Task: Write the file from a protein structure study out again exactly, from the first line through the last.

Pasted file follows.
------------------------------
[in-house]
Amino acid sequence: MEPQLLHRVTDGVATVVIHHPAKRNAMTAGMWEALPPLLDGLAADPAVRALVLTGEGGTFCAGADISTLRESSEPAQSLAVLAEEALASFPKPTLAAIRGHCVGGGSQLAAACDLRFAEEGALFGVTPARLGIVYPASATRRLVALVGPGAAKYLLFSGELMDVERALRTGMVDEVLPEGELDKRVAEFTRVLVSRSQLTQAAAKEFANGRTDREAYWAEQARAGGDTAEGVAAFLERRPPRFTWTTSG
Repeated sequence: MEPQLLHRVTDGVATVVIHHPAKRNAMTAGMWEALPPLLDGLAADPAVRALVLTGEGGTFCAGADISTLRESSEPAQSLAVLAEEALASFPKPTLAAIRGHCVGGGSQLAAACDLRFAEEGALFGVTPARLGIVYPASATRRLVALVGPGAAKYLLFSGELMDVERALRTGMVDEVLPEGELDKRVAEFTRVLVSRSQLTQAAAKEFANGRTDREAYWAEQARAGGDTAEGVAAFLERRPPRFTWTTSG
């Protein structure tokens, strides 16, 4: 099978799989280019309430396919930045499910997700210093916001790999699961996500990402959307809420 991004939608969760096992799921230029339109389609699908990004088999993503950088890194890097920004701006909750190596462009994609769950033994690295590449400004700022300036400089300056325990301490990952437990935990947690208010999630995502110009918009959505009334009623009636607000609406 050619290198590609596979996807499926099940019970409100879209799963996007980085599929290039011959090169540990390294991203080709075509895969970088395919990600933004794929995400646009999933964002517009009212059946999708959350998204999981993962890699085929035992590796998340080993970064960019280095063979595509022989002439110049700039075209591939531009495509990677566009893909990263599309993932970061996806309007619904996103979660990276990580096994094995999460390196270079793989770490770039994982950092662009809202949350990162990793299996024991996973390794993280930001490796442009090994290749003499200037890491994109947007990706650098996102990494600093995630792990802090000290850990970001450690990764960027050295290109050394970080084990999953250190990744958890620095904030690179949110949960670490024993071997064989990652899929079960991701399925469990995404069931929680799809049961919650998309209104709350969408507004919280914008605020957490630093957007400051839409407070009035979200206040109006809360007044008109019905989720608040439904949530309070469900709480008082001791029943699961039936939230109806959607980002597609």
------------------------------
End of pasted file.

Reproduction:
[in-house]
Amino acid sequence: MEPQLLHRVTDGVATVVIHHPAKRNAMTAGMWEALPPLLDGLAADPAVRALVLTGEGGTFCAGADISTLRESSEPAQSLAVLAEEALASFPKPTLAAIRGHCVGGGSQLAAACDLRFAEEGALFGVTPARLGIVYPASATRRLVALVGPGAAKYLLFSGELMDVERALRTGMVDEVLPEGELDKRVAEFTRVLVSRSQLTQAAAKEFANGRTDREAYWAEQARAGGDTAEGVAAFLERRPPRFTWTTSG
Repeated sequence: MEPQLLHRVTDGVATVVIHHPAKRNAMTAGMWEALPPLLDGLAADPAVRALVLTGEGGTFCAGADISTLRESSEPAQSLAVLAEEALASFPKPTLAAIRGHCVGGGSQLAAACDLRFAEEGALFGVTPARLGIVYPASATRRLVALVGPGAAKYLLFSGELMDVERALRTGMVDEVLPEGELDKRVAEFTRVLVSRSQLTQAAAKEFANGRTDREAYWAEQARAGGDTAEGVAAFLERRPPRFTWTTSG
């Protein structure tokens, strides 16, 4: 099978799989280019309430396919930045499910997700210093916001790999699961996500990402959307809420 991004939608969760096992799921230029339109389609699908990004088999993503950088890194890097920004701006909750190596462009994609769950033994690295590449400004700022300036400089300056325990301490990952437990935990947690208010999630995502110009918009959505009334009623009636607000609406 050619290198590609596979996807499926099940019970409100879209799963996007980085599929290039011959090169540990390294991203080709075509895969970088395919990600933004794929995400646009999933964002517009009212059946999708959350998204999981993962890699085929035992590796998340080993970064960019280095063979595509022989002439110049700039075209591939531009495509990677566009893909990263599309993932970061996806309007619904996103979660990276990580096994094995999460390196270079793989770490770039994982950092662009809202949350990162990793299996024991996973390794993280930001490796442009090994290749003499200037890491994109947007990706650098996102990494600093995630792990802090000290850990970001450690990764960027050295290109050394970080084990999953250190990744958890620095904030690179949110949960670490024993071997064989990652899929079960991701399925469990995404069931929680799809049961919650998309209104709350969408507004919280914008605020957490630093957007400051839409407070009035979200206040109006809360007044008109019905989720608040439904949530309070469900709480008082001791029943699961039936939230109806959607980002597609």